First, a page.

User's guide Mondriaan version 4.2

How to download and install Mondriaan

Download the latest version from the Mondriaan software homepage. Uncompress with, e.g.,

This will create a directory Mondriaan4 which contains all the files of the Mondriaan package.

Important files are:

How to compile and test Mondriaan

Go inside the directory Mondriaan4 and type

This will compile the Mondriaan library, the MondriaanOpt library and tools included with the Mondriaan library. After compilation the include files are located in Mondriaan4/src/include, the compiled library in Mondriaan4/src/lib, and the stand-alone Mondriaan tools in Mondriaan4/tools. An example of how to use the Mondriaan library in your own program is provided by Mondriaan4/docs/example.c and Mondriaan4/tools/Mondriaan.c.

For more information about MATLAB usage, please see the Mondriaan MATLAB guide. To enable MATLAB support for Mondriaan and MondriaanOpt, edit the file and change the line containing the variable MATLABHOMEDIR to your current MATLAB install directory and remove the '#' in front of the line to uncomment it. The variable MEXSUFFIX should be set to the appropriate extension for your platform, as specified on the Mathworks site. This should be done before compiling Mondriaan.

Similarly, to enable PaToH support (the PaToH library can be found here), edit to change the line containing the PATOHHOMEDIR variable, as detailed above.

For each function of the core Mondriaan program, we have written a small (undocumented) test, which checks those functions for proper behaviour. The unit tests have been tried successfully on two architectures: Linux and Mac Os X. If one or more of the tests fails, please try to identify the relevant error message, and inform me (R . H . Bisseling @ NOSPAM uu . nl ) about the problem. I will try to help you solve it. The tests called can be found in the script runtest residing in the tests/ subdirectory. To compile and run all 109 unit tests, type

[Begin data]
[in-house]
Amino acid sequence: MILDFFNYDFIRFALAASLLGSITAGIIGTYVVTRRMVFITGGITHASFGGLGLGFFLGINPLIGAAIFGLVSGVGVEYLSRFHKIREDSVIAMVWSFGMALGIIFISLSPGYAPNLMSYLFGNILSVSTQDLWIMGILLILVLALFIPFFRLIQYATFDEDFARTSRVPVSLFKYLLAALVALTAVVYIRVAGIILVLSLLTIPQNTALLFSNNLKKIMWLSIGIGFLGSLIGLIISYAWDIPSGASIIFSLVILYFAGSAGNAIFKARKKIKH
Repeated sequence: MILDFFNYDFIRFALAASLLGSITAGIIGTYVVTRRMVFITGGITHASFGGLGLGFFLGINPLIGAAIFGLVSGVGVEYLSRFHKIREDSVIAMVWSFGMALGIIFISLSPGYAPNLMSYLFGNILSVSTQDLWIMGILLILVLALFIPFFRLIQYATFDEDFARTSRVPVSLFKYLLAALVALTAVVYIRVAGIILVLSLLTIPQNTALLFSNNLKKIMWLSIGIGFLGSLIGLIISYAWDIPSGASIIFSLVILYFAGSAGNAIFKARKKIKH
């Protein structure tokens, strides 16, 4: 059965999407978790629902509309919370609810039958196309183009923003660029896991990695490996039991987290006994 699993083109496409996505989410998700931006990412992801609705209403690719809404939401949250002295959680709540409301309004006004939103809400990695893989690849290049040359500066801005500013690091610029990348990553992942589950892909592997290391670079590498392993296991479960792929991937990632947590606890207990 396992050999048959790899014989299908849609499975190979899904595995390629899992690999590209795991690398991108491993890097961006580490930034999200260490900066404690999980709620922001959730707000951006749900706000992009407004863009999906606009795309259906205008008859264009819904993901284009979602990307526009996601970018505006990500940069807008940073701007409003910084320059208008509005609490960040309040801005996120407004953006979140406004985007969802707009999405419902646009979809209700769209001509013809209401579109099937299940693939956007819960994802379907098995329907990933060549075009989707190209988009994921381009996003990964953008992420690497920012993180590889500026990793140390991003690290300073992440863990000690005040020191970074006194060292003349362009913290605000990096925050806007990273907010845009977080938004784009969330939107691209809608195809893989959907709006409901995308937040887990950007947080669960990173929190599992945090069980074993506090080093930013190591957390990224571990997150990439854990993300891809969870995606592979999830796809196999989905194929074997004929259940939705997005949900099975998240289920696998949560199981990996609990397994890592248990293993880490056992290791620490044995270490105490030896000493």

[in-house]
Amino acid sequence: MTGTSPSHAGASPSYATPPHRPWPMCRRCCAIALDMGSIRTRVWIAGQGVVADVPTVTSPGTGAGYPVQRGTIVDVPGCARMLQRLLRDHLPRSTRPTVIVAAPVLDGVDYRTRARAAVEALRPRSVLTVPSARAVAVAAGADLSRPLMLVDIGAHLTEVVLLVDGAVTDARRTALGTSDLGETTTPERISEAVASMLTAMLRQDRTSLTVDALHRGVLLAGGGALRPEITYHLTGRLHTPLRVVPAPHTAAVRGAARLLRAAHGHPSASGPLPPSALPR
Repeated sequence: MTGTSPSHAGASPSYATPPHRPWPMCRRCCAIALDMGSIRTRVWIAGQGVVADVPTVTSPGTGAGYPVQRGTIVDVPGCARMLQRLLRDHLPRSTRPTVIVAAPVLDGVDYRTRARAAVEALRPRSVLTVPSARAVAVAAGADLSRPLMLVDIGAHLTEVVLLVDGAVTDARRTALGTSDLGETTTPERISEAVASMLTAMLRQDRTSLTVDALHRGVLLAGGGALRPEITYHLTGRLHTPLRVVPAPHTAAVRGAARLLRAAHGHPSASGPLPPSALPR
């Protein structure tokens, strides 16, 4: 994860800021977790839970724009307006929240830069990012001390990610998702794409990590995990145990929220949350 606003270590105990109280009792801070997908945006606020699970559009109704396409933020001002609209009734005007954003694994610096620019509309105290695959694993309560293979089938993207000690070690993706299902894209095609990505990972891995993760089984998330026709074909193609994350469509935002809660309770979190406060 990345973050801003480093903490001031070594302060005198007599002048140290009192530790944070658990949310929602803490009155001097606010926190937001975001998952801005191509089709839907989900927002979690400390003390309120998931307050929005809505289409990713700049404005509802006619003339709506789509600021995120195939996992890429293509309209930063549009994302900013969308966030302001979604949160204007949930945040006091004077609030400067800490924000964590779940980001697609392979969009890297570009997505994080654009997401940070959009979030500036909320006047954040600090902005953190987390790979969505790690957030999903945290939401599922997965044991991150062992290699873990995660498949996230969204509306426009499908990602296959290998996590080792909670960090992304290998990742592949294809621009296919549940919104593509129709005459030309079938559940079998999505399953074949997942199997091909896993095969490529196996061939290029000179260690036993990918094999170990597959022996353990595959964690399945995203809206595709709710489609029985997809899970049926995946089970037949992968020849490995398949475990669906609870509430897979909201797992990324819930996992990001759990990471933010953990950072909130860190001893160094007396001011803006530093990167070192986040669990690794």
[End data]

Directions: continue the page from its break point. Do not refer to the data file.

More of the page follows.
The compile option -DTIME causes the CPU time used by Mondriaan for the matrix distribution to be printed, and also the time for the vector distribution. This timer has a relatively low (guaranteed) accuracy, and it is in danger of clock wraparound. The compile option -DUNIX tells Mondriaan you are using a UNIX system. Together with -DTIME this also causes the elapsed (wall clock) time to be printed, which is an upper bound on the CPU time. Usually the timer accuracy is higher, and there is no danger of clock wraparound. This is the best timer if you are the single user of the system.

Levels of verbosity

Mondriaan writes the output distributions to file. It can also generate useful statistics about the partitioning to the standard output stream stdout (or the screen). There are three levels of verbosity: silent, standard, and verbose. The silent mode is useful when running the unit tests by make test. (If these are not done silently, the OKs are obscured.) The silent mode may also be useful if (parts of) Mondriaan are used as library functions. The verbose mode is useful when debugging, or trying to understand a particular run in detail. The standard mode generates 1-2 pages of output, and is aimed at easy digestion. You can change the verbosity level by commenting and uncommenting the appropriate CFLAGS lines in Using the flag -DINFO generates standard output, and using the flags -DINFO -DINFO2 generates verbose output.

How to run Mondriaan

Go inside the directory Mondriaan4 and type

if you want to partition the arc130.mtx matrix (Matrix Market file format) for 8 processors with at most 3% load imbalance. The matrix should be the full relative path; in the above example output is saved in the Mondriaan tests folder (../tests/).
Mondriaan may also be used to partition matrices provided via the standard input, e.g., by using piping:

to obtain the same result as with the previous method, with one difference: results are written in the current (tools) directory. For integration with already existing software you may have, without resorting to writing and reading files (or pipes), look at the how to use Mondriaan as a library section of this guide.


The main Mondriaan tool yields, after a successful run on an input matrix, various output files. All possible output files are described below. Typically, the output filenames are that of the input matrix filename, appended with a small descriptor and usually the number of parts x Mondriaan was requested to construct.

Distributed matrix (-Px)